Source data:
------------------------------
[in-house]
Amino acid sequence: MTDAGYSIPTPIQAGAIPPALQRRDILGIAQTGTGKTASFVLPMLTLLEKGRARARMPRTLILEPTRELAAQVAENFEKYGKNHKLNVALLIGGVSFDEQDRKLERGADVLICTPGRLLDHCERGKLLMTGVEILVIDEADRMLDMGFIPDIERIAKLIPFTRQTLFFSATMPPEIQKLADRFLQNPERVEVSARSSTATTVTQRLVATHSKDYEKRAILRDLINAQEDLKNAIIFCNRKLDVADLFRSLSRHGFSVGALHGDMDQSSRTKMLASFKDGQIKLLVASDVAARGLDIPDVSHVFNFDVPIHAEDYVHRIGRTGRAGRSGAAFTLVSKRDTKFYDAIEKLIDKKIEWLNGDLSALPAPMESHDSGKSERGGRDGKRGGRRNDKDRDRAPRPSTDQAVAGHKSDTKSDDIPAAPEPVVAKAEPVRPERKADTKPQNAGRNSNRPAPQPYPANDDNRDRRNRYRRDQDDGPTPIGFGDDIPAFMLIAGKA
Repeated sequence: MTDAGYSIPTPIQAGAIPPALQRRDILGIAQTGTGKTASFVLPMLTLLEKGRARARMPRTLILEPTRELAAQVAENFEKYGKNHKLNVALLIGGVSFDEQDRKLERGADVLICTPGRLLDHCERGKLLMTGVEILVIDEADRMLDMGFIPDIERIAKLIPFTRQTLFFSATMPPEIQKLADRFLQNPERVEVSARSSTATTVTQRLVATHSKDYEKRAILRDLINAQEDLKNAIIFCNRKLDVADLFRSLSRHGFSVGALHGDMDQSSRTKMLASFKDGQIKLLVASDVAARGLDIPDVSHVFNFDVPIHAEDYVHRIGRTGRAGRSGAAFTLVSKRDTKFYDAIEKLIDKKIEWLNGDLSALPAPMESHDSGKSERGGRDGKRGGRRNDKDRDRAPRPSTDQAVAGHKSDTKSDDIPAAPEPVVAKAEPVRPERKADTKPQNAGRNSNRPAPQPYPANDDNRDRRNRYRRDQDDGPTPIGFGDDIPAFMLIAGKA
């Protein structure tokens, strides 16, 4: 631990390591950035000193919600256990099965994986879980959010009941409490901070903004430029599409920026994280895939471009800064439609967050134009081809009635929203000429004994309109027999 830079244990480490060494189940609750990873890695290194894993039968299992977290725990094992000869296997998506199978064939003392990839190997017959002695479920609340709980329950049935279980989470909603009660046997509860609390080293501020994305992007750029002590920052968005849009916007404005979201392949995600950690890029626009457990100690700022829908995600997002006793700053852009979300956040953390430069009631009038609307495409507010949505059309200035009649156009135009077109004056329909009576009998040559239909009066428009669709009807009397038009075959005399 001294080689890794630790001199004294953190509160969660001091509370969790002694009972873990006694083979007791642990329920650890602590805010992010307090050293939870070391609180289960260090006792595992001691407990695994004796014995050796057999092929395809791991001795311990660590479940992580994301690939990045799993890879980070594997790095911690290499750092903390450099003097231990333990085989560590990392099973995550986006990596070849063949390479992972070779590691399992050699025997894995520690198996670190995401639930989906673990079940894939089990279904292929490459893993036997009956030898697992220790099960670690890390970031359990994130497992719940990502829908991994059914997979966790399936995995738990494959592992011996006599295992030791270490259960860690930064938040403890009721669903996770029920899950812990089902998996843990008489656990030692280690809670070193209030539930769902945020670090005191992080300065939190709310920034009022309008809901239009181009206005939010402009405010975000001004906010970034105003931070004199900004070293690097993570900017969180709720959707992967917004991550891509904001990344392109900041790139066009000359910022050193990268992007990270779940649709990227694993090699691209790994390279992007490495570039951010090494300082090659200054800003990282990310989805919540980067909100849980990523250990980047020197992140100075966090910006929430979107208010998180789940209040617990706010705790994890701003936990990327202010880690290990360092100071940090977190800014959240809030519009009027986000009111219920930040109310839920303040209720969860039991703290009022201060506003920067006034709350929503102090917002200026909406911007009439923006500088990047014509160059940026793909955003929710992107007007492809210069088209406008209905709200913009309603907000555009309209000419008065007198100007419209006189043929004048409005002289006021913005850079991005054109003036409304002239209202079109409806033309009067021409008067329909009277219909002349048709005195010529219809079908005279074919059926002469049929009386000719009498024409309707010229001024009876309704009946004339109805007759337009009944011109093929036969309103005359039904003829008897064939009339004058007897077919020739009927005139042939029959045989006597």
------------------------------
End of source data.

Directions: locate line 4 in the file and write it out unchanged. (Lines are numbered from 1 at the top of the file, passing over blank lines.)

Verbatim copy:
């Protein structure tokens, strides 16, 4: 631990390591950035000193919600256990099965994986879980959010009941409490901070903004430029599409920026994280895939471009800064439609967050134009081809009635929203000429004994309109027999 830079244990480490060494189940609750990873890695290194894993039968299992977290725990094992000869296997998506199978064939003392990839190997017959002695479920609340709980329950049935279980989470909603009660046997509860609390080293501020994305992007750029002590920052968005849009916007404005979201392949995600950690890029626009457990100690700022829908995600997002006793700053852009979300956040953390430069009631009038609307495409507010949505059309200035009649156009135009077109004056329909009576009998040559239909009066428009669709009807009397038009075959005399 001294080689890794630790001199004294953190509160969660001091509370969790002694009972873990006694083979007791642990329920650890602590805010992010307090050293939870070391609180289960260090006792595992001691407990695994004796014995050796057999092929395809791991001795311990660590479940992580994301690939990045799993890879980070594997790095911690290499750092903390450099003097231990333990085989560590990392099973995550986006990596070849063949390479992972070779590691399992050699025997894995520690198996670190995401639930989906673990079940894939089990279904292929490459893993036997009956030898697992220790099960670690890390970031359990994130497992719940990502829908991994059914997979966790399936995995738990494959592992011996006599295992030791270490259960860690930064938040403890009721669903996770029920899950812990089902998996843990008489656990030692280690809670070193209030539930769902945020670090005191992080300065939190709310920034009022309008809901239009181009206005939010402009405010975000001004906010970034105003931070004199900004070293690097993570900017969180709720959707992967917004991550891509904001990344392109900041790139066009000359910022050193990268992007990270779940649709990227694993090699691209790994390279992007490495570039951010090494300082090659200054800003990282990310989805919540980067909100849980990523250990980047020197992140100075966090910006929430979107208010998180789940209040617990706010705790994890701003936990990327202010880690290990360092100071940090977190800014959240809030519009009027986000009111219920930040109310839920303040209720969860039991703290009022201060506003920067006034709350929503102090917002200026909406911007009439923006500088990047014509160059940026793909955003929710992107007007492809210069088209406008209905709200913009309603907000555009309209000419008065007198100007419209006189043929004048409005002289006021913005850079991005054109003036409304002239209202079109409806033309009067021409008067329909009277219909002349048709005195010529219809079908005279074919059926002469049929009386000719009498024409309707010229001024009876309704009946004339109805007759337009009944011109093929036969309103005359039904003829008897064939009339004058007897077919020739009927005139042939029959045989006597």